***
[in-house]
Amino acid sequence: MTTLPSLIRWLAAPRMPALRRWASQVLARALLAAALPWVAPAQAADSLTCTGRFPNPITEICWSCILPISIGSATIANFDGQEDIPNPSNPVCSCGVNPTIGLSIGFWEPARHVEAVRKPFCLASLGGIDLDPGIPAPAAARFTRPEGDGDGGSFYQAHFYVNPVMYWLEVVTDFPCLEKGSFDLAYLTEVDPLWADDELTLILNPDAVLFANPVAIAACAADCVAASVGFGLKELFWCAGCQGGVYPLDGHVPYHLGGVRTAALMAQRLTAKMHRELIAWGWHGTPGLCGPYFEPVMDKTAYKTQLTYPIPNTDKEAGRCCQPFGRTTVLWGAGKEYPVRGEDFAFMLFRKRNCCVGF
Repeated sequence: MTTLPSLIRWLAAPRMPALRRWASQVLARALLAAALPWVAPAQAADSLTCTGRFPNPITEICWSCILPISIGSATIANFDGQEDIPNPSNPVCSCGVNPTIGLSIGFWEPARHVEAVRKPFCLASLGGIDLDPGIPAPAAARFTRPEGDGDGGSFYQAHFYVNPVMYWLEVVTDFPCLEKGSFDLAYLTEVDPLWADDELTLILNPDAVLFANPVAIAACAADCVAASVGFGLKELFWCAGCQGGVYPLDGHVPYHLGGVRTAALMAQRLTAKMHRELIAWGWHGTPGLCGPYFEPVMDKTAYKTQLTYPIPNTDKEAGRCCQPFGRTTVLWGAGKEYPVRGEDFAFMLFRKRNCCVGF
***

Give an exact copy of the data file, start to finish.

[in-house]
Amino acid sequence: MTTLPSLIRWLAAPRMPALRRWASQVLARALLAAALPWVAPAQAADSLTCTGRFPNPITEICWSCILPISIGSATIANFDGQEDIPNPSNPVCSCGVNPTIGLSIGFWEPARHVEAVRKPFCLASLGGIDLDPGIPAPAAARFTRPEGDGDGGSFYQAHFYVNPVMYWLEVVTDFPCLEKGSFDLAYLTEVDPLWADDELTLILNPDAVLFANPVAIAACAADCVAASVGFGLKELFWCAGCQGGVYPLDGHVPYHLGGVRTAALMAQRLTAKMHRELIAWGWHGTPGLCGPYFEPVMDKTAYKTQLTYPIPNTDKEAGRCCQPFGRTTVLWGAGKEYPVRGEDFAFMLFRKRNCCVGF
Repeated sequence: MTTLPSLIRWLAAPRMPALRRWASQVLARALLAAALPWVAPAQAADSLTCTGRFPNPITEICWSCILPISIGSATIANFDGQEDIPNPSNPVCSCGVNPTIGLSIGFWEPARHVEAVRKPFCLASLGGIDLDPGIPAPAAARFTRPEGDGDGGSFYQAHFYVNPVMYWLEVVTDFPCLEKGSFDLAYLTEVDPLWADDELTLILNPDAVLFANPVAIAACAADCVAASVGFGLKELFWCAGCQGGVYPLDGHVPYHLGGVRTAALMAQRLTAKMHRELIAWGWHGTPGLCGPYFEPVMDKTAYKTQLTYPIPNTDKEAGRCCQPFGRTTVLWGAGKEYPVRGEDFAFMLFRKRNCCVGF